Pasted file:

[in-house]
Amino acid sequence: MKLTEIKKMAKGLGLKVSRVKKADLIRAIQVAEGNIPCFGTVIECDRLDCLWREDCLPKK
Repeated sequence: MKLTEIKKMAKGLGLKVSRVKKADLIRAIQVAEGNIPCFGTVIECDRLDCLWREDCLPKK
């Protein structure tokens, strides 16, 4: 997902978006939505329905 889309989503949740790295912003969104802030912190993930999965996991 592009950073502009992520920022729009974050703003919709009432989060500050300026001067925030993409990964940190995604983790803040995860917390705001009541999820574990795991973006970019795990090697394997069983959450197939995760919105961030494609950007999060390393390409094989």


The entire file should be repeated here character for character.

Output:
[in-house]
Amino acid sequence: MKLTEIKKMAKGLGLKVSRVKKADLIRAIQVAEGNIPCFGTVIECDRLDCLWREDCLPKK
Repeated sequence: MKLTEIKKMAKGLGLKVSRVKKADLIRAIQVAEGNIPCFGTVIECDRLDCLWREDCLPKK
């Protein structure tokens, strides 16, 4: 997902978006939505329905 889309989503949740790295912003969104802030912190993930999965996991 592009950073502009992520920022729009974050703003919709009432989060500050300026001067925030993409990964940190995604983790803040995860917390705001009541999820574990795991973006970019795990090697394997069983959450197939995760919105961030494609950007999060390393390409094989």